Both quartz and granite are heavy, durable materials used in countertops. On a scale of hardness, quartz ranks just above granite, which can be attributed to its density and weight.
Thickness of a quartz or granite countertop is the biggest contributor to its overall weight. A 3/4-inch slab of granite weighs around 12 to 13 lbs. per square foot. 1 1/4-inch granite slabs weigh around 18 to 19 lbs. per square foot. Depending on thickness, quartz countertops can weigh up to 30 lbs. per square foot.
Quartz is less porous material than granite, which means food and fluids are less likely to seep into it. Both materials are naturally occurring, but quartz needs more levels of engineering and manipulation to be produced into a flat, level countertop.
Granite countertops need to have a sealant applied to them annually to curb staining and bacterial growth. Quartz countertops are more dense and never need to be sealed.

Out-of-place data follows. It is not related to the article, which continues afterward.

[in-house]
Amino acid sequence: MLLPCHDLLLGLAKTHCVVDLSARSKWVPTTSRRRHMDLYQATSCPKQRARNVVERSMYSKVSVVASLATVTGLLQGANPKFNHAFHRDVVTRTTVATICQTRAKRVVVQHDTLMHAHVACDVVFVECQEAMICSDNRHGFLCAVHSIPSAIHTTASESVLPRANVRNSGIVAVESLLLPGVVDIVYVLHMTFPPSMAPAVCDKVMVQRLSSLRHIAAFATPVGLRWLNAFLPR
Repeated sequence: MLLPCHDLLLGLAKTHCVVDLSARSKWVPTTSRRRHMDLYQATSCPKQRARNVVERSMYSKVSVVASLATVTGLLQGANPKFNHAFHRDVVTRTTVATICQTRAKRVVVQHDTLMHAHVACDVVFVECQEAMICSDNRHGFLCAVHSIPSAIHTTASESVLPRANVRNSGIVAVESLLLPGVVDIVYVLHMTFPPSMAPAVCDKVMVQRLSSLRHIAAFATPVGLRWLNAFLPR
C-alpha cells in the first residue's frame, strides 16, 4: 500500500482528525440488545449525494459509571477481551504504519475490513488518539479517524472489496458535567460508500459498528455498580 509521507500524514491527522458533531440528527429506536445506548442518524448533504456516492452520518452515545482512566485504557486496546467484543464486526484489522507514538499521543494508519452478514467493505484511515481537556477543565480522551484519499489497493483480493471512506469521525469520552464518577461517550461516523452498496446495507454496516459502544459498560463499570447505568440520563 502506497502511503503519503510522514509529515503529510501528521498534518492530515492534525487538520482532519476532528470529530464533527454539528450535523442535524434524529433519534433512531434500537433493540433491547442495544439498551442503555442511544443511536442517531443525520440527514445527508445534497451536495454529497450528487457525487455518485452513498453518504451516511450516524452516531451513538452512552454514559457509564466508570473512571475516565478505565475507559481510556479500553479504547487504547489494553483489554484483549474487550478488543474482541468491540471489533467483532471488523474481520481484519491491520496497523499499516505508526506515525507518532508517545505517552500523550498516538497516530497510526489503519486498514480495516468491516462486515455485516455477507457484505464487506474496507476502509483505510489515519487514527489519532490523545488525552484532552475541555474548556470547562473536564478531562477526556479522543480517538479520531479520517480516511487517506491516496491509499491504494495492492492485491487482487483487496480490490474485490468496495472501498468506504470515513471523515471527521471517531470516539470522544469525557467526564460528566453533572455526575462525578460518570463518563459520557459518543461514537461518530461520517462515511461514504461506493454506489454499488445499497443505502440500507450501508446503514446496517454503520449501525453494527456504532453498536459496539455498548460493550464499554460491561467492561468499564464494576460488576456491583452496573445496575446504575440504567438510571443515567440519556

Since both materials are quite heavy, installing granite or quartz countertops should be left to qualified professionals. A quartz or granite countertop can weigh several hundred pounds depending on length, width and thickness.
Naturally occurring granite has pits and spaces within it. Quartz is engineered without pits and spaces. Perhaps the only downfall to quartz countertops is the lack of options when it comes to appearance. They may be harder, but they do not offer the almost endless color and pattern variety associated with granite.